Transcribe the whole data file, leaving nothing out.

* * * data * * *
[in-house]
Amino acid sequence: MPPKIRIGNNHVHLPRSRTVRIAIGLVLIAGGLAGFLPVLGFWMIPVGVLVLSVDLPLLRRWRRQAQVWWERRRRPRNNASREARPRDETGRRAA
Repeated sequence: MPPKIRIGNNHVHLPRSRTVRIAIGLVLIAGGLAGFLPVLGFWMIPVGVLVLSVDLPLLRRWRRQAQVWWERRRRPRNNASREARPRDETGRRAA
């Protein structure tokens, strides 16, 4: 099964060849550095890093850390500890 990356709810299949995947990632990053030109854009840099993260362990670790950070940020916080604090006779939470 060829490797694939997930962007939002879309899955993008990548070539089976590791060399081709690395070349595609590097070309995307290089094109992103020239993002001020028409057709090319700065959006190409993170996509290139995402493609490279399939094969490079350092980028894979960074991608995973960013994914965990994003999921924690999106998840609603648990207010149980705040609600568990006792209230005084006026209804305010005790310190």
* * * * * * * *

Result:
[in-house]
Amino acid sequence: MPPKIRIGNNHVHLPRSRTVRIAIGLVLIAGGLAGFLPVLGFWMIPVGVLVLSVDLPLLRRWRRQAQVWWERRRRPRNNASREARPRDETGRRAA
Repeated sequence: MPPKIRIGNNHVHLPRSRTVRIAIGLVLIAGGLAGFLPVLGFWMIPVGVLVLSVDLPLLRRWRRQAQVWWERRRRPRNNASREARPRDETGRRAA
């Protein structure tokens, strides 16, 4: 099964060849550095890093850390500890 990356709810299949995947990632990053030109854009840099993260362990670790950070940020916080604090006779939470 060829490797694939997930962007939002879309899955993008990548070539089976590791060399081709690395070349595609590097070309995307290089094109992103020239993002001020028409057709090319700065959006190409993170996509290139995402493609490279399939094969490079350092980028894979960074991608995973960013994914965990994003999921924690999106998840609603648990207010149980705040609600568990006792209230005084006026209804305010005790310190």